As future directions, it will be necessary to do a close follow-up of our population of study to see if there is any change in the serological profile or symptoms and how many of them develop a CTD over the years, preparing a previously agreed checklist to standardize the information obtained by clinicians to elaborate a new and improved database.

Competing Interests

The authors declare that there is no conflict of interests regarding the publication of this paper.


The authors would like to thank Alejandro Jimenez Ph.D. for the statistical assistance.


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Ana Alonso-Larruga, (1,2) Sagrario Bustabad, (3) Jose Antonio Navarro-Gonzalvez, (1) Beatriz Rodriguez-Lozano, (3) Andres Franco, (2) and Yvelise Barrios (2)

(1) Biochemistry Unit, Central Laboratory, Complejo Hospitalario Universitario de Canarias, Tenerife, Spain

(2) Immunology Unit, Central Laboratory, Complejo Hospitalario Universitario de Canarias, Tenerife, Spain

(3) Rheumatology Department, Complejo Hospitalario Universitario de Canarias, Tenerife, Spain

Correspondence should be addressed to Yvelise Barrios;

Received 11 November 2016; Accepted 29 December 2016; Published 22 January 2017

Academic Editor: Charles J. Malemud
Table 1: Clinical and serological markers that predict the evolution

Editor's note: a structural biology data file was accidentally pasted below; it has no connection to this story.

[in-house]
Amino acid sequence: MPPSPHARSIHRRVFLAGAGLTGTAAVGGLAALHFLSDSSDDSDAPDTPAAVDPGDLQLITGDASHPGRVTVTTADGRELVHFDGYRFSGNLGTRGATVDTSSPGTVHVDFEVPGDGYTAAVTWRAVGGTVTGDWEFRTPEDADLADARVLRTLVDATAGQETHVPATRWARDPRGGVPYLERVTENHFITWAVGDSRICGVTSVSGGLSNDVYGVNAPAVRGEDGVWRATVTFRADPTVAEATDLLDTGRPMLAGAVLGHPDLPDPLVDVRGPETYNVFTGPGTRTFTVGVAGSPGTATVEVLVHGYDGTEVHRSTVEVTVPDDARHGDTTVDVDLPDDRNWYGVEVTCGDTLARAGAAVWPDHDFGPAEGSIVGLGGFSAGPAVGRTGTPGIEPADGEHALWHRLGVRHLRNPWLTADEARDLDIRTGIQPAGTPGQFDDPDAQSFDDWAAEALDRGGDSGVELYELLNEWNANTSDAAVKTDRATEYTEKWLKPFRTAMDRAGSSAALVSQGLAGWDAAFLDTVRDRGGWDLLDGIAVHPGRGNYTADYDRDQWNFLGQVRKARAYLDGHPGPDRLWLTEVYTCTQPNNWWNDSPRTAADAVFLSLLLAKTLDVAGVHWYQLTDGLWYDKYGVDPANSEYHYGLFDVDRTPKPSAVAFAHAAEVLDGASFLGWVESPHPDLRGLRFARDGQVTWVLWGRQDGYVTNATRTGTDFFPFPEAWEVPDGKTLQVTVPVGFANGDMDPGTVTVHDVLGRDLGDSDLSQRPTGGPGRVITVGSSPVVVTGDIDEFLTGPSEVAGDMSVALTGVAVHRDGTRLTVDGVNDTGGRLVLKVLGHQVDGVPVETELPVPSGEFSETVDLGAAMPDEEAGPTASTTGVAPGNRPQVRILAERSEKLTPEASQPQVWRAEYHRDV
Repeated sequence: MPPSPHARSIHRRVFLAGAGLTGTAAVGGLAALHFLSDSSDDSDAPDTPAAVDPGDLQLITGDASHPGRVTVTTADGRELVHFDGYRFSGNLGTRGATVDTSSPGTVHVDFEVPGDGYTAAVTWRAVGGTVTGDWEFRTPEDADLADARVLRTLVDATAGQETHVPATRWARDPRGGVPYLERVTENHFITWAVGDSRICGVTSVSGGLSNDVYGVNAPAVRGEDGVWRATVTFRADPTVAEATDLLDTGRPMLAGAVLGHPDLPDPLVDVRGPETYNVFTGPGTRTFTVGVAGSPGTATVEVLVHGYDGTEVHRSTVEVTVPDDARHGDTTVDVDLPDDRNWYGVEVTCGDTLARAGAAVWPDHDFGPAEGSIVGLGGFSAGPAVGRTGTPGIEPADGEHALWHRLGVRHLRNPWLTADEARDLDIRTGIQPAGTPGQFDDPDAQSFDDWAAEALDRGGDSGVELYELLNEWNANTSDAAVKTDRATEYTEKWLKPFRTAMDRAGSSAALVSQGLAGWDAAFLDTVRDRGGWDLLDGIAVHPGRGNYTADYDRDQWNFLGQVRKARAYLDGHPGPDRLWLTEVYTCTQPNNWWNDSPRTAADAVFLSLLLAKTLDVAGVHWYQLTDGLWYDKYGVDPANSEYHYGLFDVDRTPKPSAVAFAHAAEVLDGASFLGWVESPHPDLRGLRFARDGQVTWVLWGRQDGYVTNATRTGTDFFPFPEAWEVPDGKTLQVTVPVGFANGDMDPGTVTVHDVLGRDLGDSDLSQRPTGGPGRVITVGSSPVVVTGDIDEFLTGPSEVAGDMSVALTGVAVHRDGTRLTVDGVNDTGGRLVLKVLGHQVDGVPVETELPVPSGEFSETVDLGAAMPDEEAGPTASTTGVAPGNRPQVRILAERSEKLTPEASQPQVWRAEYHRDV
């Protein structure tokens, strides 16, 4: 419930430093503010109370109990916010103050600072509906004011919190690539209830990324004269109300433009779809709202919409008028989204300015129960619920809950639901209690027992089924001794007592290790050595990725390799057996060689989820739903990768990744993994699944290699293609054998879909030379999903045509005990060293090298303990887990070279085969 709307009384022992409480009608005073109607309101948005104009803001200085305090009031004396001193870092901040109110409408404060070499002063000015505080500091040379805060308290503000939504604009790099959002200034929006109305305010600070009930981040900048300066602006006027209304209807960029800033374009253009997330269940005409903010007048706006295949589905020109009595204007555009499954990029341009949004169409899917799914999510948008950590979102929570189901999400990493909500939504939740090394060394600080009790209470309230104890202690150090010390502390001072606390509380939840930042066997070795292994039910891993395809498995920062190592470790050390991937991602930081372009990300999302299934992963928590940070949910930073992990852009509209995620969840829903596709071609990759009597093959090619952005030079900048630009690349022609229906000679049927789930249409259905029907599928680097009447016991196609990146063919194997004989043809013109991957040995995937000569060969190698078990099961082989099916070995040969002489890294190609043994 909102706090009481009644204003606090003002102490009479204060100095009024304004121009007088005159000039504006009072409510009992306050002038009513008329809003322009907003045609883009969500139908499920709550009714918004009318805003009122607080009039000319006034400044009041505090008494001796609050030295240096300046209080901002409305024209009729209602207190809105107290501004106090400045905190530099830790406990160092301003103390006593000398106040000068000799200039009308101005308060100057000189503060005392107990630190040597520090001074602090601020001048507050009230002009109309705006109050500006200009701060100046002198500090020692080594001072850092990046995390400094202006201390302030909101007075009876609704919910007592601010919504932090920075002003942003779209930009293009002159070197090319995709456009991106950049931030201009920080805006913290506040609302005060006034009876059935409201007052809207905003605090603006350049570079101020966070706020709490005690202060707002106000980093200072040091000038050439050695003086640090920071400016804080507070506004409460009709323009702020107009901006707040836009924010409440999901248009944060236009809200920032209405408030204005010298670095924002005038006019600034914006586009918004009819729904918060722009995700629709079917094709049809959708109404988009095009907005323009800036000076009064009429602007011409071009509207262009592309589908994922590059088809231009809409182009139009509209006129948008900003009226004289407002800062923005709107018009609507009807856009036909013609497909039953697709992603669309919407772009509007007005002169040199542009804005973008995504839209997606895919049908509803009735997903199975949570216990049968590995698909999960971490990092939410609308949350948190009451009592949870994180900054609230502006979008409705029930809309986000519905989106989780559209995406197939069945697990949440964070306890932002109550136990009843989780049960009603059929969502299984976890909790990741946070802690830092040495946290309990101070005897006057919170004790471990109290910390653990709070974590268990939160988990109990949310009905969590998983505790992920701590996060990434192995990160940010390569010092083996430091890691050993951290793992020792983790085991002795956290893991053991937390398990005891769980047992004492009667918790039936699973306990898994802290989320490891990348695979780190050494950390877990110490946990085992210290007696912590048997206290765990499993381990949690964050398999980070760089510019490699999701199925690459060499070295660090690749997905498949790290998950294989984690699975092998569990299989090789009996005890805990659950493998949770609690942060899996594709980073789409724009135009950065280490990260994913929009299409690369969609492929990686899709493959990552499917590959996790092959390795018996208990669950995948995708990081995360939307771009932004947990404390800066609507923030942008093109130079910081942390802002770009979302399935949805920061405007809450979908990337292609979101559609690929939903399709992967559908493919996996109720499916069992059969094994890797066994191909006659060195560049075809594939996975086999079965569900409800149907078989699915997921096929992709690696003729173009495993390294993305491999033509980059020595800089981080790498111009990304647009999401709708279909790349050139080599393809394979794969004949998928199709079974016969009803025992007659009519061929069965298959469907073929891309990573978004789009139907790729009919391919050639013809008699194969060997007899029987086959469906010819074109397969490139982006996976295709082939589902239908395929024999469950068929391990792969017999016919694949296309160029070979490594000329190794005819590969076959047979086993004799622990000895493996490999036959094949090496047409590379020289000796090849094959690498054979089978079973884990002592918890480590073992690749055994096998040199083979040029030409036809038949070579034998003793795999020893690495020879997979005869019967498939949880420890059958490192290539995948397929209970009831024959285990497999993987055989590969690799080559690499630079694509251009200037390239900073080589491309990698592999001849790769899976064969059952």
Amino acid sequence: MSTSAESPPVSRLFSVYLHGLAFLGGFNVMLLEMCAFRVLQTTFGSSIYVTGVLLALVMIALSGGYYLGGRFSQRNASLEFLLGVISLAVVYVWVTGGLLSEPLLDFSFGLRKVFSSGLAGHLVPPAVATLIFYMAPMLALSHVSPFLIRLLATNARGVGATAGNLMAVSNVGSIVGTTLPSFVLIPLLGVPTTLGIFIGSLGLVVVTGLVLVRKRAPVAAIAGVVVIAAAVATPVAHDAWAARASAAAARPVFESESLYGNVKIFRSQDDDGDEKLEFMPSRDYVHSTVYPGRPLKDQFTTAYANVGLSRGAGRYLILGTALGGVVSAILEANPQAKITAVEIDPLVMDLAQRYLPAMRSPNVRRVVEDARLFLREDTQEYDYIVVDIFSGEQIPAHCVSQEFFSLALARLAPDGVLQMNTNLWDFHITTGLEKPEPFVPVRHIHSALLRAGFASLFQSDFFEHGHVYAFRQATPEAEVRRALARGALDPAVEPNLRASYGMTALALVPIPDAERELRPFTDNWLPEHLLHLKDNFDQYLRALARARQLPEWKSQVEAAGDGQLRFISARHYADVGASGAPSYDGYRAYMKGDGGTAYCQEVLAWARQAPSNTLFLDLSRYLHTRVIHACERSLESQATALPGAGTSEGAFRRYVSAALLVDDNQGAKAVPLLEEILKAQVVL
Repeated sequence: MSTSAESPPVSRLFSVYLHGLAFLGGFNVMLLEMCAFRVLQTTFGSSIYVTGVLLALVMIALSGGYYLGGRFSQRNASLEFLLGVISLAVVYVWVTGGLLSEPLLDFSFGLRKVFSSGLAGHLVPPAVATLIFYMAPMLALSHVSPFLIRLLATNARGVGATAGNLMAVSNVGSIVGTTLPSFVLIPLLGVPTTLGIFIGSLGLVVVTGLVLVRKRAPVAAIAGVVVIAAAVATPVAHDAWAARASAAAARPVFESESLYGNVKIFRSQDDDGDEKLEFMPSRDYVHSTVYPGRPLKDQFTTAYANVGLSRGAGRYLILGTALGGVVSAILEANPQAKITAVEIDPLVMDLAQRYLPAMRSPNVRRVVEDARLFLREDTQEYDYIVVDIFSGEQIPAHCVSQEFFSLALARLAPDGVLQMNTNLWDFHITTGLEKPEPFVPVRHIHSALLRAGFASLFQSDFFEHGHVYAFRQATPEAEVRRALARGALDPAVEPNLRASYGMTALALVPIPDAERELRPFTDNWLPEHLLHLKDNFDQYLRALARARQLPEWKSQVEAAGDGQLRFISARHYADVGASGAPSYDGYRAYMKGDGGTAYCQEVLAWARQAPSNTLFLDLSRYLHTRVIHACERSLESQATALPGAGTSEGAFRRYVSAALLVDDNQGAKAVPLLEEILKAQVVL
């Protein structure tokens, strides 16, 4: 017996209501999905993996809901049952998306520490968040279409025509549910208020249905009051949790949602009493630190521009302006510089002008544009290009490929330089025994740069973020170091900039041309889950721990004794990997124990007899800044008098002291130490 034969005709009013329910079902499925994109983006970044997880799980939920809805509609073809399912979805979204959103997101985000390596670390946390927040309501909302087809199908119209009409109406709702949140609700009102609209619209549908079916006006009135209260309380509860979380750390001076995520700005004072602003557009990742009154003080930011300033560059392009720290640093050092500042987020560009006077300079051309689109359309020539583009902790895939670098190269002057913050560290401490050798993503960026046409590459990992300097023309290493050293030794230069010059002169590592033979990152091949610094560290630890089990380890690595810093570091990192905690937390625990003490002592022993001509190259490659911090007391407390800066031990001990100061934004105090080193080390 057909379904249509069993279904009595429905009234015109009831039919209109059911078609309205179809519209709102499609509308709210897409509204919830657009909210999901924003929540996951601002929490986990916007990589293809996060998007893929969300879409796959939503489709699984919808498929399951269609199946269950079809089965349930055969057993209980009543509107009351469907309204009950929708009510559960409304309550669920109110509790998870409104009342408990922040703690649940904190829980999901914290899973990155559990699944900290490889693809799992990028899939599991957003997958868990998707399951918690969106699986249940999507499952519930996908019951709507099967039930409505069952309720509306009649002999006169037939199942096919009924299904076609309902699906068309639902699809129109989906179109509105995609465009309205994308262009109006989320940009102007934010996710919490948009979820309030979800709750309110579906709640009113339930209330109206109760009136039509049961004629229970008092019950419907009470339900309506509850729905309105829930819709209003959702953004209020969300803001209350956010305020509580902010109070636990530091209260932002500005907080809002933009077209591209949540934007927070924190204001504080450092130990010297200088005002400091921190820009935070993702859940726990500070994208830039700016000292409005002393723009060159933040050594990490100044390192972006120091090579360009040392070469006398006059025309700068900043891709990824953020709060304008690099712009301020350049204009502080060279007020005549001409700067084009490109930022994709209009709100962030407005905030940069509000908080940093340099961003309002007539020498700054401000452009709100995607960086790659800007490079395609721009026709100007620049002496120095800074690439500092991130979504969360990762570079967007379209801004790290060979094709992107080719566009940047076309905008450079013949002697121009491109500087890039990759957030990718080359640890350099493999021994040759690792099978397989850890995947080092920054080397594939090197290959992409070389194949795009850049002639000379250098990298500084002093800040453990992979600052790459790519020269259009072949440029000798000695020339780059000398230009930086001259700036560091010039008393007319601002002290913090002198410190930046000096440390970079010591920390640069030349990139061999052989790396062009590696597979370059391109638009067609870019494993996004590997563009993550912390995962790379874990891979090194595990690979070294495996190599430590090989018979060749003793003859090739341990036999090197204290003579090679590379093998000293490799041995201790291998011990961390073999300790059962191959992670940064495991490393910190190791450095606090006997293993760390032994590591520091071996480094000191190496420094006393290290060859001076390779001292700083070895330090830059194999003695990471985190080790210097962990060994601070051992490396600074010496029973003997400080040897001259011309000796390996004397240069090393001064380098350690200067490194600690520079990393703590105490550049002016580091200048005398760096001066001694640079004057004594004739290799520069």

to each definite connective tissue disease (CTD).

Disease                              Predictive evolution factors

                                    Clinical             Serological

Systemic Lupus                      Serositis            Anti-dsDNA
Erythematosus (SLE)                 Alopecia               Anti-Sm
                                Photosensitivity      Antiphospholipid
                                  Discoid rash

Sjogren Syndrome (SS)                Raynaud               Anti-Ro
                                   Xerostomia              Anti-La

Systemic Sclerosis (Scl)             Raynaud            ANA nucleolar
                                  Sclerodactyly            pattern

Rheumatoid Arthritis (RA)         Polyarthritis       Rheumatoid factor

Table 2: Classical clinical associations of anti-Ro52 antibodies.

Disease                                        % patients

Sjoogren Syndrome (SS)                             59
Systemic Lupus Erythematosus (SLE)                 32
Systemic Sclerosis (Scl)                           21
Idiopathic Inflammatory Myopathies (IIM)           19